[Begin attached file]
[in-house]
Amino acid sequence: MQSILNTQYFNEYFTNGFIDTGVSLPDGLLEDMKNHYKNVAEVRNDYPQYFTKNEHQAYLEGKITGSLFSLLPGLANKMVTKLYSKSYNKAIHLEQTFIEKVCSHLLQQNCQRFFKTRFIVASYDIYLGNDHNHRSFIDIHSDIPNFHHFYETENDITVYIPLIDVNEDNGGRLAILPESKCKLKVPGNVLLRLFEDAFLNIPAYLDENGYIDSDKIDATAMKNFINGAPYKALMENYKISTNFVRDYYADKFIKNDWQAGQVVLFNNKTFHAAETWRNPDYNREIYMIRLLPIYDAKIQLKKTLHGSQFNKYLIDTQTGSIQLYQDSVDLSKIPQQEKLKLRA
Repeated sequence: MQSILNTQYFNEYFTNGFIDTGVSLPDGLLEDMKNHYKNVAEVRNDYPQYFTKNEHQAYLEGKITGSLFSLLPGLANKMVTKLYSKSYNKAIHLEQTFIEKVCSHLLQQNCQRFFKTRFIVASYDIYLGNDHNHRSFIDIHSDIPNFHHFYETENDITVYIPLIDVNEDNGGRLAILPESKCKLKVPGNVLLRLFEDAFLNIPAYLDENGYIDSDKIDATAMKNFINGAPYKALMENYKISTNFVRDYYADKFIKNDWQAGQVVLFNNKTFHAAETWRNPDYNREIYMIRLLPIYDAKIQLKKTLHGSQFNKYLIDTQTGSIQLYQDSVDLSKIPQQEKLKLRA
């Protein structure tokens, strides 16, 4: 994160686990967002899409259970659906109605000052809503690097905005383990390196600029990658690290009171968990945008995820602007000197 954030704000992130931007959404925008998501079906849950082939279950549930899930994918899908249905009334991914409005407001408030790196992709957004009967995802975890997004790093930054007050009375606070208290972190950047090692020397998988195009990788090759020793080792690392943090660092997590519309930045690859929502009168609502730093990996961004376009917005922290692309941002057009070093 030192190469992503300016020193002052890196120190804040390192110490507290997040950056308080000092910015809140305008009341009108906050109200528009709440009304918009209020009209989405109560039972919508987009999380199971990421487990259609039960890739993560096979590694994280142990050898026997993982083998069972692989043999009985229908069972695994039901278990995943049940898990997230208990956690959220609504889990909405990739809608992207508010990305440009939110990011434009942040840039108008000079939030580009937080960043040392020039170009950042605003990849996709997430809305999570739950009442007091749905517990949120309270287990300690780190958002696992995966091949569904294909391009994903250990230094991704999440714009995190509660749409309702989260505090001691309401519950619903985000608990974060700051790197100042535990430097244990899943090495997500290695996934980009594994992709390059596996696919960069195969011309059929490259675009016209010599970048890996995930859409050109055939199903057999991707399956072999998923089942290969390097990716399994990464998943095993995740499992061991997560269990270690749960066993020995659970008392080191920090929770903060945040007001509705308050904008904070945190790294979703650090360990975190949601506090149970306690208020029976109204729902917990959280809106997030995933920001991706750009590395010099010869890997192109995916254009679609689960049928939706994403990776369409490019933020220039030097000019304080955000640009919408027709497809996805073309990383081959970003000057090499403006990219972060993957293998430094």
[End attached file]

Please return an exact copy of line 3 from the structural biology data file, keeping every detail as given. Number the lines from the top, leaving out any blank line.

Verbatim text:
Repeated sequence: MQSILNTQYFNEYFTNGFIDTGVSLPDGLLEDMKNHYKNVAEVRNDYPQYFTKNEHQAYLEGKITGSLFSLLPGLANKMVTKLYSKSYNKAIHLEQTFIEKVCSHLLQQNCQRFFKTRFIVASYDIYLGNDHNHRSFIDIHSDIPNFHHFYETENDITVYIPLIDVNEDNGGRLAILPESKCKLKVPGNVLLRLFEDAFLNIPAYLDENGYIDSDKIDATAMKNFINGAPYKALMENYKISTNFVRDYYADKFIKNDWQAGQVVLFNNKTFHAAETWRNPDYNREIYMIRLLPIYDAKIQLKKTLHGSQFNKYLIDTQTGSIQLYQDSVDLSKIPQQEKLKLRA